Below is an image of a small adjoining outdoor bar.

small outdoor man cave open bar
Small outdoor man cave open bar
How to build an small outdoor bar

Indoors

If you have a spare room afforded to you and you have already transformed it into a man cave, then you can perhaps add a bar here. Again, it depends on how big of a room we’re talking about.

If you have a large room, then by all means, go wild with your bar. With a smaller space, you might want to reconsider your plan for a bar later or use one of the small bar ideas we covered here or the mini bar idea we shared here.

In a spare room you’ll almost certainly have electrical power, climate control, and insulation, but may wish to rig in some source of water if you can.

Choosing Your Materials

Okay, so you know where you’ll put your man cave bar. Now, what material should you choose for its construction?

Here’s your options, as well as some pros and cons of specific construction materials.

Wood

By far one of the cheapest and most plentifully available materials is wood. If you’re going for a rustic themed man cave, then a raw, unfinished wooden bar will really make a big splash. Constructing your bar is simple too since you only have to cut or saw down the pieces to size.

One of the easiest bars to build is one made from old pallets as we demonstrated here.

For a complete guide to building your man cave bar from wood go here.

However, for some man cavers, wood just doesn’t have that je ne sais quoi. Also, if you don’t seal or stain the wood, it will warp and soften if you get it wet too often.

Granite or concrete

If it’s looks you’re after, a granite top has it in spades. This appealing bar material will last for years and make a major impression on all your friends and other visitors.

Granite is tougher than wood, so you don’t have to worry about it warping if it gets wet. That said, it can become sticky if you spill too many beers.

The downside of granite? It’s incredibly, almost stupidly, expensive. You’ll have to have a significant budget for your home bar if you want it made of granite.

A much cheaper option is concrete.

Concrete is easy to work with and a concrete bar countertop looks just as impressive as granite. It is also relatively easy to make as demonstrated in the video below.

How to build a concrete bar top

Galvanized Steel

A galvanized steel bar has an industrial style that some man cavers might seek out. The process of galvanization involves covering the metal with a coating of zinc. This keeps it from rusting.

Steel doesn’t require much maintenance, it lasts for a long while, and you don’t need to apply a finish or paint to it. It’s also very cheap. For each square foot, you might pay $1 or under.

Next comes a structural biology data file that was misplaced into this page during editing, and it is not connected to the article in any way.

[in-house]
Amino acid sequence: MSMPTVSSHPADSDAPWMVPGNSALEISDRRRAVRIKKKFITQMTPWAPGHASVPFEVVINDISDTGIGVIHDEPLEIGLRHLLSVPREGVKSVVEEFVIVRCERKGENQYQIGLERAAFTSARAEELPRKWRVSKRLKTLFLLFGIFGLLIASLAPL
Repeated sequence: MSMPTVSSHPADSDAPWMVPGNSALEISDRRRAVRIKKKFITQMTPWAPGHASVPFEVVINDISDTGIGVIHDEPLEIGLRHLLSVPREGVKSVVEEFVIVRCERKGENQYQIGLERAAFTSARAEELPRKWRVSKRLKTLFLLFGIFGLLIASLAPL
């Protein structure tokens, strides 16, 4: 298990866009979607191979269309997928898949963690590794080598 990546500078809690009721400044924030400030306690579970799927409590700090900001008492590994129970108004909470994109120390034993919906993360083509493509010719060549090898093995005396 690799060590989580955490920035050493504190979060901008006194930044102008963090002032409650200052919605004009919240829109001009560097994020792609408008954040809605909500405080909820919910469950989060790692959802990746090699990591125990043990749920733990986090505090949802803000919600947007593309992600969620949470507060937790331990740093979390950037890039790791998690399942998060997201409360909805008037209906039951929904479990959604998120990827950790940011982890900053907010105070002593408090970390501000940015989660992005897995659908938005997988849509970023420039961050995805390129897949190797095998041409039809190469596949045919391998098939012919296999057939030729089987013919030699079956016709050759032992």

So galvanized steel is pretty much perfect, until you have to start welding the pieces together to make your own bar. That could be a pretty tricky job.

Stone

You might also consider a stone bar for your man cave. You can choose from either natural stone or manufactured stone. The former has less of a uniform look since it occurs in nature, but that could lend your man cave a unique charm.

Stone also gives you the stability you get with granite as well as the appeal but for not quite the same price.

Installing a stone man cave bar will take quite some time and could be a tough project if you’ve never done anything of the sort before. If you do decide to go in that direction then be sure to watch the video below.

How to build your own stone bar

Building Your Bar

If you are stuck for man cave bar ideas be sure to check out this article which has many different bar types from large to small suited to all different types of man cave.

Once you have a solid idea of the type of bar you want the actual building of it is the easy part!

Bar height

No matter where you choose to keep your man cave bar, you will want to erect a bar counter that’s 42″ tall, or as close to it as you can get, as this is the standard height of most bars.

If you go shorter than 42″, you’ll have a difficult time finding bar stools that will offer a comfortable experience to your bar patrons. Keeping your bar at a standard height will offer you a wealth of choices when it comes to bar stools like the ones we covered here.

Building a bar that’s taller than 42″ means you’d have to shop for specialty stools. That’s time-consuming, not to mention more expensive and it seriously reduces your choices.

Foot rail